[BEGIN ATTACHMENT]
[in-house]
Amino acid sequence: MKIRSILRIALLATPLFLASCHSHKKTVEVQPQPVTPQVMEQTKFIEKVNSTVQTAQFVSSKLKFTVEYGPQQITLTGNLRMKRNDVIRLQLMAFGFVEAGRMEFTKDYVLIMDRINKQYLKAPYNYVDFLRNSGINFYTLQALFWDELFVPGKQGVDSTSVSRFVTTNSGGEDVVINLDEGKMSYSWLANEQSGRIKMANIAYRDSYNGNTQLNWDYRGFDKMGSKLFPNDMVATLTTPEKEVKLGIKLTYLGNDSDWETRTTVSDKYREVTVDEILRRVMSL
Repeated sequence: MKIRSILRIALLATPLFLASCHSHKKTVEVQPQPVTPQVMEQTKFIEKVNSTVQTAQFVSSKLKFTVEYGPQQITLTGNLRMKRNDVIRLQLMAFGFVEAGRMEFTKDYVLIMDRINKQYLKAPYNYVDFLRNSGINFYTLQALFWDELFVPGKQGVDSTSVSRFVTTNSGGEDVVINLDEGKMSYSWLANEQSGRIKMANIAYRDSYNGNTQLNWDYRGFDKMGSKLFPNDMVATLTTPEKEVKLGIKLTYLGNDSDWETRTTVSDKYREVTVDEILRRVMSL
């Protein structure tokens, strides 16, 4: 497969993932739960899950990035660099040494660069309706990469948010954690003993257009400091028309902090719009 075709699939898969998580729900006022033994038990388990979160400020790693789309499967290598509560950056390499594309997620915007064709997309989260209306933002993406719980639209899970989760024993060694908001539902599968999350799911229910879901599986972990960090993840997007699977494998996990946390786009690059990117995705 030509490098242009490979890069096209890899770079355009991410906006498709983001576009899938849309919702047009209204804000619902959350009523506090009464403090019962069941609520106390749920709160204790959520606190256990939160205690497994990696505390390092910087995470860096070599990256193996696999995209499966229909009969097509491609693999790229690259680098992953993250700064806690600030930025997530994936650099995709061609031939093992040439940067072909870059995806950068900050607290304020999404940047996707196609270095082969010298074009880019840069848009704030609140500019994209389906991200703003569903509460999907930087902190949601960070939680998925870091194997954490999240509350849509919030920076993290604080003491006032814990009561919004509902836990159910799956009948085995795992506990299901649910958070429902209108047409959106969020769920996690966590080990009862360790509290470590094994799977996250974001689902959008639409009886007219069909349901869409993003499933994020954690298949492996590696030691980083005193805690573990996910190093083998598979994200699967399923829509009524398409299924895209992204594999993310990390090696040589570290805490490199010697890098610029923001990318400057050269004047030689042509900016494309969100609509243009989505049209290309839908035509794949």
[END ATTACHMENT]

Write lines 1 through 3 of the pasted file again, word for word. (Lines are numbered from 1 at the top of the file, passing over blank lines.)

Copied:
[in-house]
Amino acid sequence: MKIRSILRIALLATPLFLASCHSHKKTVEVQPQPVTPQVMEQTKFIEKVNSTVQTAQFVSSKLKFTVEYGPQQITLTGNLRMKRNDVIRLQLMAFGFVEAGRMEFTKDYVLIMDRINKQYLKAPYNYVDFLRNSGINFYTLQALFWDELFVPGKQGVDSTSVSRFVTTNSGGEDVVINLDEGKMSYSWLANEQSGRIKMANIAYRDSYNGNTQLNWDYRGFDKMGSKLFPNDMVATLTTPEKEVKLGIKLTYLGNDSDWETRTTVSDKYREVTVDEILRRVMSL
Repeated sequence: MKIRSILRIALLATPLFLASCHSHKKTVEVQPQPVTPQVMEQTKFIEKVNSTVQTAQFVSSKLKFTVEYGPQQITLTGNLRMKRNDVIRLQLMAFGFVEAGRMEFTKDYVLIMDRINKQYLKAPYNYVDFLRNSGINFYTLQALFWDELFVPGKQGVDSTSVSRFVTTNSGGEDVVINLDEGKMSYSWLANEQSGRIKMANIAYRDSYNGNTQLNWDYRGFDKMGSKLFPNDMVATLTTPEKEVKLGIKLTYLGNDSDWETRTTVSDKYREVTVDEILRRVMSL